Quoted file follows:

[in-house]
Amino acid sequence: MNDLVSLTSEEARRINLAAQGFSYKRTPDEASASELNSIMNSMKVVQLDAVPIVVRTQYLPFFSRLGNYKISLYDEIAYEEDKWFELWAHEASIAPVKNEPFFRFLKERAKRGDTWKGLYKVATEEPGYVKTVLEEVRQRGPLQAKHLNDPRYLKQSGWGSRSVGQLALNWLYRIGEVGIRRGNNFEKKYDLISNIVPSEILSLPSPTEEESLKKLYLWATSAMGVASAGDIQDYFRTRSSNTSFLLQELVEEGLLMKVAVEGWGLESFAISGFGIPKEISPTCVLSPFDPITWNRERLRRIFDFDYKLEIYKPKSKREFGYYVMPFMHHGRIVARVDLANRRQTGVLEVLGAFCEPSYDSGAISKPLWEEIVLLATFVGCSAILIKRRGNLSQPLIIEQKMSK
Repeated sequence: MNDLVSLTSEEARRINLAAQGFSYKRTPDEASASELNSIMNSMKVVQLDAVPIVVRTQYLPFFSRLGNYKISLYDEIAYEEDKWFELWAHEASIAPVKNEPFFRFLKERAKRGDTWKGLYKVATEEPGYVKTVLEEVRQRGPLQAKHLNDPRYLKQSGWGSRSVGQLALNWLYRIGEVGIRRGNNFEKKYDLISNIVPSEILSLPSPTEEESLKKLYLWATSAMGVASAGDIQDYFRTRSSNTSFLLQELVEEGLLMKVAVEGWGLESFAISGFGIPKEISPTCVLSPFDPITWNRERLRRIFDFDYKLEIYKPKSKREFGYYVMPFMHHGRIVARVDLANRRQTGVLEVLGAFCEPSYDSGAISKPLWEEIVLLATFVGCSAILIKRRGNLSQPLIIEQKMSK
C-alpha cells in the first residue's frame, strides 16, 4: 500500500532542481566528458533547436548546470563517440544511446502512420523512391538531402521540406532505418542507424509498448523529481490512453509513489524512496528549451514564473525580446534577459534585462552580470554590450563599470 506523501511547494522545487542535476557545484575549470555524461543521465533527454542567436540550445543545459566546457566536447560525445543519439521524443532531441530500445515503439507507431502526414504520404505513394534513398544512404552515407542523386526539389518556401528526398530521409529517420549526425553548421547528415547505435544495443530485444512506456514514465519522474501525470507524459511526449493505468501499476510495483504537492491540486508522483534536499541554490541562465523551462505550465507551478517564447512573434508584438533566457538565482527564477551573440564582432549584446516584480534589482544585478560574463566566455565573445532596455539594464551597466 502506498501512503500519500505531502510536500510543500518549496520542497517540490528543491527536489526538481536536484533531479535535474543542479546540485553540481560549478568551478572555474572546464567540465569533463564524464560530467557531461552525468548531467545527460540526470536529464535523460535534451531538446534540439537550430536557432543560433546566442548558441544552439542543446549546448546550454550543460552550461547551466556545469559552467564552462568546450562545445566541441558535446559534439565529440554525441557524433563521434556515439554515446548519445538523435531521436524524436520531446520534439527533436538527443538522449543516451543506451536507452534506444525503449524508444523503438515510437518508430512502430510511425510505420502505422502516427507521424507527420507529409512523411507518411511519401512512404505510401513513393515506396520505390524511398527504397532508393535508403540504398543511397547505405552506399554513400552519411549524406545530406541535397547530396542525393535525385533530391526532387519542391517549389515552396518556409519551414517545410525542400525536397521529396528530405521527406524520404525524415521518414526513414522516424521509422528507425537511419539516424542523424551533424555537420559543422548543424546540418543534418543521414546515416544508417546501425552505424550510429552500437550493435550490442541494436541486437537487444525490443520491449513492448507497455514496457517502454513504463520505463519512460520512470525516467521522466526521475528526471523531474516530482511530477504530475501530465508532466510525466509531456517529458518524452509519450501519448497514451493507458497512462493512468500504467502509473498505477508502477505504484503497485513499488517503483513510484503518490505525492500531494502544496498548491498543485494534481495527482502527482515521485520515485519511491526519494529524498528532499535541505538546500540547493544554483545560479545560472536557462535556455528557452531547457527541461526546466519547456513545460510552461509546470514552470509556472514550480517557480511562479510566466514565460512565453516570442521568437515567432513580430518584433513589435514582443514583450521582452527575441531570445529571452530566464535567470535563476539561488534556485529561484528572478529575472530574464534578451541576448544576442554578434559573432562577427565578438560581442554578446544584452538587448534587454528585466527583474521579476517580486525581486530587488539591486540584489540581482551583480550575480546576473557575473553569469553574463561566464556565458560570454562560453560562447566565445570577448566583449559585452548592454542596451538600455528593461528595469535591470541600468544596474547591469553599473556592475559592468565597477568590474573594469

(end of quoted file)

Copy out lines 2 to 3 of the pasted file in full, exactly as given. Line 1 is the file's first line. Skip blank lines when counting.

Amino acid sequence: MNDLVSLTSEEARRINLAAQGFSYKRTPDEASASELNSIMNSMKVVQLDAVPIVVRTQYLPFFSRLGNYKISLYDEIAYEEDKWFELWAHEASIAPVKNEPFFRFLKERAKRGDTWKGLYKVATEEPGYVKTVLEEVRQRGPLQAKHLNDPRYLKQSGWGSRSVGQLALNWLYRIGEVGIRRGNNFEKKYDLISNIVPSEILSLPSPTEEESLKKLYLWATSAMGVASAGDIQDYFRTRSSNTSFLLQELVEEGLLMKVAVEGWGLESFAISGFGIPKEISPTCVLSPFDPITWNRERLRRIFDFDYKLEIYKPKSKREFGYYVMPFMHHGRIVARVDLANRRQTGVLEVLGAFCEPSYDSGAISKPLWEEIVLLATFVGCSAILIKRRGNLSQPLIIEQKMSK
Repeated sequence: MNDLVSLTSEEARRINLAAQGFSYKRTPDEASASELNSIMNSMKVVQLDAVPIVVRTQYLPFFSRLGNYKISLYDEIAYEEDKWFELWAHEASIAPVKNEPFFRFLKERAKRGDTWKGLYKVATEEPGYVKTVLEEVRQRGPLQAKHLNDPRYLKQSGWGSRSVGQLALNWLYRIGEVGIRRGNNFEKKYDLISNIVPSEILSLPSPTEEESLKKLYLWATSAMGVASAGDIQDYFRTRSSNTSFLLQELVEEGLLMKVAVEGWGLESFAISGFGIPKEISPTCVLSPFDPITWNRERLRRIFDFDYKLEIYKPKSKREFGYYVMPFMHHGRIVARVDLANRRQTGVLEVLGAFCEPSYDSGAISKPLWEEIVLLATFVGCSAILIKRRGNLSQPLIIEQKMSK